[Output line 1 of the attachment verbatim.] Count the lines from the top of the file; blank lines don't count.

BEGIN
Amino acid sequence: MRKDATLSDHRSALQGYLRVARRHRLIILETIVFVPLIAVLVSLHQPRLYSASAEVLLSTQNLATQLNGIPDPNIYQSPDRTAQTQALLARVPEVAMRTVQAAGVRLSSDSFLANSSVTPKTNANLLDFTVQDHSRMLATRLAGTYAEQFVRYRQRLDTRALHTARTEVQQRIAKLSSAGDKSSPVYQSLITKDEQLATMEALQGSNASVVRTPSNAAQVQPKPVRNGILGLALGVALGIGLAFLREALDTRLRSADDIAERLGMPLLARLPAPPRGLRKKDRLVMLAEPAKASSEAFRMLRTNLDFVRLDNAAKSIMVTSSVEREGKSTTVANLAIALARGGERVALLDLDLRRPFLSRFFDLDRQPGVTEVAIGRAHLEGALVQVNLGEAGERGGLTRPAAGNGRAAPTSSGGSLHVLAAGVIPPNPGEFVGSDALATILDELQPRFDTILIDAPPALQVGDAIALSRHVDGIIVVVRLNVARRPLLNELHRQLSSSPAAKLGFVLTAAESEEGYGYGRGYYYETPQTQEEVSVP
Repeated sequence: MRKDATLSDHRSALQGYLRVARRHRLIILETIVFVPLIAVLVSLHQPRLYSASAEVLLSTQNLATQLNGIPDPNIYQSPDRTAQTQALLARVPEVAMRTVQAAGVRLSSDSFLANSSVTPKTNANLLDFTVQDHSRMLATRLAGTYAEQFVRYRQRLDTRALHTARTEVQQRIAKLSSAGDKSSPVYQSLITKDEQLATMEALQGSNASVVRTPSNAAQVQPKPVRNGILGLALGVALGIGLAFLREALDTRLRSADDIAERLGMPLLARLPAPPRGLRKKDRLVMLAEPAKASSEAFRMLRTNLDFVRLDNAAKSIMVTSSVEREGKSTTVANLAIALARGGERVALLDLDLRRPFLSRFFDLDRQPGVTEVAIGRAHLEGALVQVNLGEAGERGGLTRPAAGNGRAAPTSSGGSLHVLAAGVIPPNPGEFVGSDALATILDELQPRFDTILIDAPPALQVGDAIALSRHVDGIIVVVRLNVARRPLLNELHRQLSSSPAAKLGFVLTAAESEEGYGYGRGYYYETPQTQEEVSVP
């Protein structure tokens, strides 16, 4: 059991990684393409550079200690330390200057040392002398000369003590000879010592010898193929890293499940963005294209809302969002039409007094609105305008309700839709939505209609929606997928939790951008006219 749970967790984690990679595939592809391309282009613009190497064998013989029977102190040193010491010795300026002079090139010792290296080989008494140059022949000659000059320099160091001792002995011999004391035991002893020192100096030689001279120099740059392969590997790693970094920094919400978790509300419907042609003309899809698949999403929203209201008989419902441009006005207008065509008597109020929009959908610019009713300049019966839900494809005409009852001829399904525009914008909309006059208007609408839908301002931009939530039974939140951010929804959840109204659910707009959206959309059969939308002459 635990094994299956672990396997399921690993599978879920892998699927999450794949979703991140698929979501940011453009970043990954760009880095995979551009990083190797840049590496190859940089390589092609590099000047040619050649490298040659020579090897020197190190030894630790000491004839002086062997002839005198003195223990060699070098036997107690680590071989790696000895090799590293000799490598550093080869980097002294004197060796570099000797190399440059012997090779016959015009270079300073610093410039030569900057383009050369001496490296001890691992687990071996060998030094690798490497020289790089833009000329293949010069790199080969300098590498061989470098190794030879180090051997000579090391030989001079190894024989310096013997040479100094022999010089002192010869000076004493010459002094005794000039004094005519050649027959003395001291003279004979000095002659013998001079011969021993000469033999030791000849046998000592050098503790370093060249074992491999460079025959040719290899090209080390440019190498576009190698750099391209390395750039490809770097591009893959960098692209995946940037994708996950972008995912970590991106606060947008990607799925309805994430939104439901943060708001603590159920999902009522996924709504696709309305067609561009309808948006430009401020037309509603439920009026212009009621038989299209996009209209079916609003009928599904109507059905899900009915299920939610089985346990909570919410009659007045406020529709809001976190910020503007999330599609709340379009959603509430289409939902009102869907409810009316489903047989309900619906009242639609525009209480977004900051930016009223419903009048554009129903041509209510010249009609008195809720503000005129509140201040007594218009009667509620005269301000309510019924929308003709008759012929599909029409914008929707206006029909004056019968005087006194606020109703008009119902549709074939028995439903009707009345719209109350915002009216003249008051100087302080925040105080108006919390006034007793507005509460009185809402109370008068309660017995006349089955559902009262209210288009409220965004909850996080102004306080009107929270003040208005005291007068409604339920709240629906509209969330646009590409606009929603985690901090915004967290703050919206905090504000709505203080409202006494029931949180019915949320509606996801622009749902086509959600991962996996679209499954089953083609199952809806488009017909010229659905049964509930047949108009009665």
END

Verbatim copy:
Amino acid sequence: MRKDATLSDHRSALQGYLRVARRHRLIILETIVFVPLIAVLVSLHQPRLYSASAEVLLSTQNLATQLNGIPDPNIYQSPDRTAQTQALLARVPEVAMRTVQAAGVRLSSDSFLANSSVTPKTNANLLDFTVQDHSRMLATRLAGTYAEQFVRYRQRLDTRALHTARTEVQQRIAKLSSAGDKSSPVYQSLITKDEQLATMEALQGSNASVVRTPSNAAQVQPKPVRNGILGLALGVALGIGLAFLREALDTRLRSADDIAERLGMPLLARLPAPPRGLRKKDRLVMLAEPAKASSEAFRMLRTNLDFVRLDNAAKSIMVTSSVEREGKSTTVANLAIALARGGERVALLDLDLRRPFLSRFFDLDRQPGVTEVAIGRAHLEGALVQVNLGEAGERGGLTRPAAGNGRAAPTSSGGSLHVLAAGVIPPNPGEFVGSDALATILDELQPRFDTILIDAPPALQVGDAIALSRHVDGIIVVVRLNVARRPLLNELHRQLSSSPAAKLGFVLTAAESEEGYGYGRGYYYETPQTQEEVSVP